Optional garnish: dollop of creme fraîche, crispy prosciutto or micro herbs like micro arugula


  • Preheat convection oven to 450 °F (or 475 °F for a conventional home oven).
  • Combine chickpea flour and water with whisk until smooth — let sit for 1 hour to allow batter to thicken slightly.
  • Stir in remaining ingredients.
  • Pour the batter onto a silicone baking mat or a baking sheet lined with parchment. Spread evenly with spatula and bake for 30-40 minutes until golden brown.
  • Use a knife or pizza cutter to cut farinata into squares (5×7 or 6×8, depending on the size you prefer) and top with optional garnish.

* Recipe adapted from Ciao Italia by Mary Ann Esposito

Gluten-Free Banana Flour Angel Food Cake
Yield: one cake

1 10-inch angel food cake pan with removable bottom
15 egg whites, room temperature (note: it’s essential that they are at room temperature!)
1 pinch of salt
½ cup plus ¾ cup coconut sugar
1½ cups banana flour
1 tablespoon vanilla extract
1 vanilla bean
* Flavor variations:
Replace vanilla with zest of one lemon, two limes or half an orange, or replace vanilla with two teaspoons of cinnamon


  • Preheat oven to 350 °F.
  • In a very clean, dry mixing bowl combine egg whites and salt and whip to soft peaks. Gradually add ½ cup of coconut sugar. Continue to whip egg whites to medium peaks, being careful to not over whip.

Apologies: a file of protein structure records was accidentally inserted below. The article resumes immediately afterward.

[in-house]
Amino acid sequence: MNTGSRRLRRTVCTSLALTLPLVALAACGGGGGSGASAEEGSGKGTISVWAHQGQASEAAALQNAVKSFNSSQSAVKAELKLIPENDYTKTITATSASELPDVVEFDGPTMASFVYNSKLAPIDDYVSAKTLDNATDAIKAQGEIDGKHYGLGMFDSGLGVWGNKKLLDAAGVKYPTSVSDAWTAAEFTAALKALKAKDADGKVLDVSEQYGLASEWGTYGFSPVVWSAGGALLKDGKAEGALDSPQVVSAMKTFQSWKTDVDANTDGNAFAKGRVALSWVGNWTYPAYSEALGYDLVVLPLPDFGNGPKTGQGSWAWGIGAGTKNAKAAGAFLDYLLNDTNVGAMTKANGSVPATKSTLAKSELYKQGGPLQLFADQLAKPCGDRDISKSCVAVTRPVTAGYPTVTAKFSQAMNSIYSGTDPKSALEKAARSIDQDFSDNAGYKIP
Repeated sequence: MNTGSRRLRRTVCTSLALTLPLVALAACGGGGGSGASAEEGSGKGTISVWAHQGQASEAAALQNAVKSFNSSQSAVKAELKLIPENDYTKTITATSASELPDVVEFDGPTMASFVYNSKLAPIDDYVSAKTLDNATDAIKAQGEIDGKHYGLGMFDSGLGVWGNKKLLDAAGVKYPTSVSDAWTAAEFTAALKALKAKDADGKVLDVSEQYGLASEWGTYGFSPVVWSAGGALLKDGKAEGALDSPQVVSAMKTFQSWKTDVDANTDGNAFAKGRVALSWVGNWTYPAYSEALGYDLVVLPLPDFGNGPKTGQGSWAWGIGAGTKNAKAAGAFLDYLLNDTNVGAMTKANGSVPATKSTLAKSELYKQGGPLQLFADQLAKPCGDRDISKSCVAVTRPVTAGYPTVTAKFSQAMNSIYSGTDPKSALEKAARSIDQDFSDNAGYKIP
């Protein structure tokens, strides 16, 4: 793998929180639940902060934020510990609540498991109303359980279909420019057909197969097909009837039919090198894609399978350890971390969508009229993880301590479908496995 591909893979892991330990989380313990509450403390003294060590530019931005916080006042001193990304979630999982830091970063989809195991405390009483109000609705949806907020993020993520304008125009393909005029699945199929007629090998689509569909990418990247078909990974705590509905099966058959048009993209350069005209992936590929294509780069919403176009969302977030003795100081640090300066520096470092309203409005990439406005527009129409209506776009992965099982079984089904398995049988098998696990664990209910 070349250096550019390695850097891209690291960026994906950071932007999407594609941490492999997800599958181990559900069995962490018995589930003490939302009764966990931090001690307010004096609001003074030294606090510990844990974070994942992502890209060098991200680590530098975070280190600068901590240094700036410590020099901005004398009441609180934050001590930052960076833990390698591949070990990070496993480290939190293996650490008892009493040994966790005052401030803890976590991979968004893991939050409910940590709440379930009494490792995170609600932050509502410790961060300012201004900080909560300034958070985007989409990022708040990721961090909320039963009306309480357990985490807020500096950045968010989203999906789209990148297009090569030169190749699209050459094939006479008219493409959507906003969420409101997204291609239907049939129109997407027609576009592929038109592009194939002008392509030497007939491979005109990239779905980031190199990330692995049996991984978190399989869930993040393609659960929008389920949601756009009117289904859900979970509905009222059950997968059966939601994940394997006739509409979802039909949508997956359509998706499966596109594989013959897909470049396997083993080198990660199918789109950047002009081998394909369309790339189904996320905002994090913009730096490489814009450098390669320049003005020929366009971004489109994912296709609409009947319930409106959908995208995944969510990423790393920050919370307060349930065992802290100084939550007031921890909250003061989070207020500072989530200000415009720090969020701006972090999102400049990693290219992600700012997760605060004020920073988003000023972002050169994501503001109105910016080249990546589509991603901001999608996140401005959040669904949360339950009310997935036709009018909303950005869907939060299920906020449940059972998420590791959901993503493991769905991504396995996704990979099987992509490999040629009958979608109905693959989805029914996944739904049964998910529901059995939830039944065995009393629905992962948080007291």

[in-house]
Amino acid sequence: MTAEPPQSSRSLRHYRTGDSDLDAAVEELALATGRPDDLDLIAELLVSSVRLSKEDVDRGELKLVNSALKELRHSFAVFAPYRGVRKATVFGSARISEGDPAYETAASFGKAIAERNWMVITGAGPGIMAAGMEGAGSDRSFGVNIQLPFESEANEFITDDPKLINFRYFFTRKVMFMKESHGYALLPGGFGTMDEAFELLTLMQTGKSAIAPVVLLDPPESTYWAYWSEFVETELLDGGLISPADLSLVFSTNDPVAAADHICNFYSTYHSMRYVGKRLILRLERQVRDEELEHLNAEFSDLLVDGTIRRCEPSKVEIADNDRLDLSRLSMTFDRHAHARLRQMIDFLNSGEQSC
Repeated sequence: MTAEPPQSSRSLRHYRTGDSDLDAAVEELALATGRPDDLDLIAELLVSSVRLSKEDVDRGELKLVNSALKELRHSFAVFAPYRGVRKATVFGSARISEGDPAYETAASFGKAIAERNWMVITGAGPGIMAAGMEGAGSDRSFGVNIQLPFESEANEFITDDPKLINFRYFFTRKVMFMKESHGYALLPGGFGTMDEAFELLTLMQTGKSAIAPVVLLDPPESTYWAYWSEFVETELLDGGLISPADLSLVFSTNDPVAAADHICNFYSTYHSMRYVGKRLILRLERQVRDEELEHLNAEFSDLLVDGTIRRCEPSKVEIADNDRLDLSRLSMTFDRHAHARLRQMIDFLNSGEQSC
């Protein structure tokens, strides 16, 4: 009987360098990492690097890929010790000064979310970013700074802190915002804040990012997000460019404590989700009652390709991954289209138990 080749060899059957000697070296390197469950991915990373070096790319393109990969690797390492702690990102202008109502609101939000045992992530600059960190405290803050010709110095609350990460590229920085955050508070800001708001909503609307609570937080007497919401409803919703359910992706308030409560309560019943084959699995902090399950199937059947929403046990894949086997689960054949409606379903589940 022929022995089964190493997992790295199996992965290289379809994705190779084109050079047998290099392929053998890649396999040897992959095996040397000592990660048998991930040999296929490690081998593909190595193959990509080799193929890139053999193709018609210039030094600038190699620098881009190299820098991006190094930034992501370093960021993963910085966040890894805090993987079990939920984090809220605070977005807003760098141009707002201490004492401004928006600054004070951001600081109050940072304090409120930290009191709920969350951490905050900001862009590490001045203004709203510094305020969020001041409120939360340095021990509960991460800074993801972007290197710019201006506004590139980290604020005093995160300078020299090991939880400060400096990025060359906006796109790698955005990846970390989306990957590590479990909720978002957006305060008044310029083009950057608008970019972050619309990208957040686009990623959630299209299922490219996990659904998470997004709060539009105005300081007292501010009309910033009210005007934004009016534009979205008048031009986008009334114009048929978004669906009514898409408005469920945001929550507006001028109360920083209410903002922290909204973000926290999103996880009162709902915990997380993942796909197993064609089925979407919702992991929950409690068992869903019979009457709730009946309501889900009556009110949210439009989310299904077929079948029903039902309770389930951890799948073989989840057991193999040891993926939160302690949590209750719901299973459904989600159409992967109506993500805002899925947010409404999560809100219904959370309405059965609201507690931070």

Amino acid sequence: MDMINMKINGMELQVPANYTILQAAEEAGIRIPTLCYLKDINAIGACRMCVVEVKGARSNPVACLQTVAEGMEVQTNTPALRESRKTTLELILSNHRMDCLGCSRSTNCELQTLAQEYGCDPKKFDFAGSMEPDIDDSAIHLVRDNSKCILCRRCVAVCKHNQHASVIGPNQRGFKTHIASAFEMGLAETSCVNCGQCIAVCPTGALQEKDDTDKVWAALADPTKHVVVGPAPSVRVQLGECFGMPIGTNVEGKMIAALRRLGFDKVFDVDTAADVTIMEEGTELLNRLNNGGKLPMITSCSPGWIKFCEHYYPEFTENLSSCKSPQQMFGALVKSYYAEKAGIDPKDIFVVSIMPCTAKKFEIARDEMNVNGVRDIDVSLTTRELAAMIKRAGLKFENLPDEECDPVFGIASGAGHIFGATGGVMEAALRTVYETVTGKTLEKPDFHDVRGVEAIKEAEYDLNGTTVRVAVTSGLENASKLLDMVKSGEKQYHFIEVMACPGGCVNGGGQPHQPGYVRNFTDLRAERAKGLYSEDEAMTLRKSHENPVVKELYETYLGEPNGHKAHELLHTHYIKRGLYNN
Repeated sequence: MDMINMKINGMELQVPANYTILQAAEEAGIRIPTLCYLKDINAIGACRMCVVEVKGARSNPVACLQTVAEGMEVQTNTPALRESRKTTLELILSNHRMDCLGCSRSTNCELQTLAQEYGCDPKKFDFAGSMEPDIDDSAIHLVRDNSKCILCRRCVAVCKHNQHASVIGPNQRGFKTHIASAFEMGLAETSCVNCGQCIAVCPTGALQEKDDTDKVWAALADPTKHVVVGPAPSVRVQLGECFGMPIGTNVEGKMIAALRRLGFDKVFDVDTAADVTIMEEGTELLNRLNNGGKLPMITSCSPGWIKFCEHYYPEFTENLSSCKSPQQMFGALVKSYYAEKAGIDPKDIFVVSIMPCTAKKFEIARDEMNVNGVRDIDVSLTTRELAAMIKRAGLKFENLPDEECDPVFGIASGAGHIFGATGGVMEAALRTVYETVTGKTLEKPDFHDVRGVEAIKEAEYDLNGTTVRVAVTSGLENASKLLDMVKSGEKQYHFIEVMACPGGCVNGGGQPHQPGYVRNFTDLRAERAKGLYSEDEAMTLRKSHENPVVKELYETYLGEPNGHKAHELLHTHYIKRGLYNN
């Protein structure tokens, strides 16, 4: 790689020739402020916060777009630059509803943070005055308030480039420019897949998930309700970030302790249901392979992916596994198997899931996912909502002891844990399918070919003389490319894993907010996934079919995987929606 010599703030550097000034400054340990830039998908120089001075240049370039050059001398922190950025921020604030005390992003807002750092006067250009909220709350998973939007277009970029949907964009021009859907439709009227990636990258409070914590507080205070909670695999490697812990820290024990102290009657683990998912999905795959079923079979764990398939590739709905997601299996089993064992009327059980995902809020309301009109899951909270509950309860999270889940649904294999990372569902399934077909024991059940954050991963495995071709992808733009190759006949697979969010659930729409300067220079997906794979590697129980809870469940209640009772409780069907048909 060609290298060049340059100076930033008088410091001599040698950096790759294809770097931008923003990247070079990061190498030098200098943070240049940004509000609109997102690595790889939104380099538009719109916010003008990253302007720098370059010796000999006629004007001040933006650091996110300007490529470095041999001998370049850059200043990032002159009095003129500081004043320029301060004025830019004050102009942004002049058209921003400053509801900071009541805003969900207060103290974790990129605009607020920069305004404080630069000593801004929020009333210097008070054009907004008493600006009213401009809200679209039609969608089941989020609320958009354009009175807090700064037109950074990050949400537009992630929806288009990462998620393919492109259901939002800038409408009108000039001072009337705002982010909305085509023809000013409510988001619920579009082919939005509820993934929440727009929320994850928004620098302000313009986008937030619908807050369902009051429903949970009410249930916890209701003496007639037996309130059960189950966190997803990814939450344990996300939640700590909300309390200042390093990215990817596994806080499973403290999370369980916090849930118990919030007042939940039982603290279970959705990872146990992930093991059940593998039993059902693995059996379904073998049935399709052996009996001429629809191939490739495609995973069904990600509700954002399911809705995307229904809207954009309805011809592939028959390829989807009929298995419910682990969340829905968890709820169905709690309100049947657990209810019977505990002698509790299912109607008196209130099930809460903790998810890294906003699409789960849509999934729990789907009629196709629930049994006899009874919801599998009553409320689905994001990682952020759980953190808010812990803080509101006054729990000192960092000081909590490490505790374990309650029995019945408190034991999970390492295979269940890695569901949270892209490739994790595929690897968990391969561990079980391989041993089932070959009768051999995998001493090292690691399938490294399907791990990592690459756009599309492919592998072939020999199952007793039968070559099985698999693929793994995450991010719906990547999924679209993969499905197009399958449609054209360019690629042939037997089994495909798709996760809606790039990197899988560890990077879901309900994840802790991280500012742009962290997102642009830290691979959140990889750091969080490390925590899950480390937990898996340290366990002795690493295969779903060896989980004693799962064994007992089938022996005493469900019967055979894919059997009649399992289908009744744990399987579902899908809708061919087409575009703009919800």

• In a separate bowl, sift together the remaining coconut sugar and banana flour.
  • Gradually sift dry ingredients into the whipped whites, folding gently to be careful not to deflate.
  • Fold in vanilla extract and vanilla bean.
  • Pour batter into an ungreased angel food pan, spreading carefully to distribute batter evenly — do not bang the cake pan, as this will cause the batter to deflate.
  • Bake for 50 min, or until golden brown and cake springs back when lightly touched.
  • Remove from oven and invert onto a cooling rack without removing the mold.
  • Allow the cake to cool completely before unmolding.

Vegan, Gluten-Free Merlot Grapeseed Flour Chocolate Chip Cookies
Yield: one dozen cookies

2 ½ cups almond flour
¼ cup merlot grapeseed flour
½ teaspoon salt
½ teaspoon baking powder
½ cup coconut oil
1 tablespoon vanilla extract
½ cup agave
1 cup 72% bittersweet chocolate, chopped


  • Preheat oven to 325 °F. Line a baking sheet with parchment paper.
  • Melt the coconut oil in microwave or on stove top. In a medium bowl, combine all wet ingredients.
  • In a separate bowl, whisk together the dry ingredients.
  • Pour the wet ingredients over the dry ingredients, mixing with a rubber spatula or spoon to combine.
  • Stir in the chocolate chunks, and allow the mixture to chill in refrigerator at least 30 minutes.
  • Using a cookie scoop, scoop mixture onto your prepared baking sheet and bake for 15 minutes.
  • Let cool before enjoying. Because these cookies stay nice and moist, they taste great the next day too.

Master culinary or pastry arts with ICE’s expert chef instructors — click here for information on our career programs.